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Are collection attorneys exempt from the FDCPA in Minnesota?

Minneapolis, MN |

I have a collection attorneys office contacting my by phone for a debt. The office is not a licensed collection agency through MN Dept. Of Commerce, however the attorney is licensed to practice law.On three occasions, i have requested documentation
regarding this debt, and they refuse, saying they already sent it. I have never received any thing from their

office. Are they violating the FDCPA? I just want documentation, how can i get it? No one would pay a bill without seeing if the amount due is correct
and who it belongs to.

Attorney Answers 4

Posted

Absolutely not!

As originally passed, the FDCPA contained a specific exemption for attorneys, but repealed that exemption effective July 1986. Courts have repeatedly found attorneys subject to the FDCPA, even casual collectors. Sometimes collection agencies are exempt from licensure with the MN Dep't of Commerce, but when I sue under the FDCPA, I always plead that the agency is unlicensed (unless they are licensed obviously) and let them prove that they are properly exempt. Agencies in MN must take oral disputes of a debt and send verification accordingly. To do otherwise is a violation.

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2 comments

Jeremy Judson Cobb

Jeremy Judson Cobb

Posted

So there are at least two violations: not sending the original contact letter and refusing to verify your alleged debt. There may be others, such as not being licensed or the tone of the attorney on the phone with you. If you sue and the agency settles, you can get $1,000 statutory damages. Some attorneys deduct the $350 filing fee from this award, so ask about that.

Jeremy Judson Cobb

Jeremy Judson Cobb

Posted

Yes, as Mr. Grafton noted, "lawyers" are excluded from the definition of “collection agency” by operation of Minn. Stat. § 332.32(a), so collection law firms, such as Messerli & Kramer in Minnesota, are exempt from licensure.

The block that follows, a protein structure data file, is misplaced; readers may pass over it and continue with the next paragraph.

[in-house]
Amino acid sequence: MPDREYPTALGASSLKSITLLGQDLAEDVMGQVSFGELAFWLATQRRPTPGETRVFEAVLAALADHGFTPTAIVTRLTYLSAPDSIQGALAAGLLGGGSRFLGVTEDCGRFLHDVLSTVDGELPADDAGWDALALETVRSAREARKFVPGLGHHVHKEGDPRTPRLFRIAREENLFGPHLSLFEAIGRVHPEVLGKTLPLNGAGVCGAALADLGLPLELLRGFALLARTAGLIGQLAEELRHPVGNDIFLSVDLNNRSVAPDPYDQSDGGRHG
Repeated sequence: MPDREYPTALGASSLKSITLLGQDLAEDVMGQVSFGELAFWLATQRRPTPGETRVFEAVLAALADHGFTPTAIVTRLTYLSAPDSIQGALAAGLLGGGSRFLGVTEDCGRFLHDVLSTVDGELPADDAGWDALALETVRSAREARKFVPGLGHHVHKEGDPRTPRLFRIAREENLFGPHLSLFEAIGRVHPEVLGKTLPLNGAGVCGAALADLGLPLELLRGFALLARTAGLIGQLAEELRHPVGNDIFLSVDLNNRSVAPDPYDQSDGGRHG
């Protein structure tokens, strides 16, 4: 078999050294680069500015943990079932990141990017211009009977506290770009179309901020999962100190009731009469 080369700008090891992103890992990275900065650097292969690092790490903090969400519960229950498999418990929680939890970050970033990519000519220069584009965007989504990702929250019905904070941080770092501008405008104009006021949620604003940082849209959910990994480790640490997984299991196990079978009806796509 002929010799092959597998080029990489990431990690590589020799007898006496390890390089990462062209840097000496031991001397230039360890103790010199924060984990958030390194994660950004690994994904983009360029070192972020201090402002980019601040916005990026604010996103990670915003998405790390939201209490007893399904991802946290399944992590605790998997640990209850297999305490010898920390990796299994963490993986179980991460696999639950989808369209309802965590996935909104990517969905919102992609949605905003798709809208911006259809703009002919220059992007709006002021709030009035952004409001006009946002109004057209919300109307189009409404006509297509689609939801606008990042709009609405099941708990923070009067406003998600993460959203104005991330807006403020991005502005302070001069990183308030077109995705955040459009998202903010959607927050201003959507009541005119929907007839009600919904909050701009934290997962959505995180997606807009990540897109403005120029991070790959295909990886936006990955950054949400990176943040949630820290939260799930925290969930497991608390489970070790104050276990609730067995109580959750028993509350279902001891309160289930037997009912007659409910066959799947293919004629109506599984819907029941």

Posted

Attorneys are typically exempted from State laws requiring registration by debt collectors because of Separation of Powers issues. Attorneys are regulated by the State Supreme Court and not by the legislature.

That doesn't apply when it comes to federal regulation of collection activities, though where the federal government derives the authority is still a mystery.

The Law Office would be subject to claims under the Fair Debt Collections Practices Act, and it is worth your time to contact an attorney to help you pursue those claims. The statute contains statutory damages on top of any actual damages plus attorney's fees.

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Posted

Typically, lawyers engaging in debt collection are subject to the FDCPA. You should contact a qualified consumer lawyer in your area. Some of the best in the country are in your area.

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Posted

Mr. Grafton's answer is 100% correct. An attorney wouldn't be a licensed debt collector in-and-of themselves in MN. Under how the feds interpret their statutes, the FDCPA would apply to a collection attorney IF that attorney represents a third-party debt collector. You don't mention whether that's the case - does this attorney represent the original creditor or a separate collection agency?

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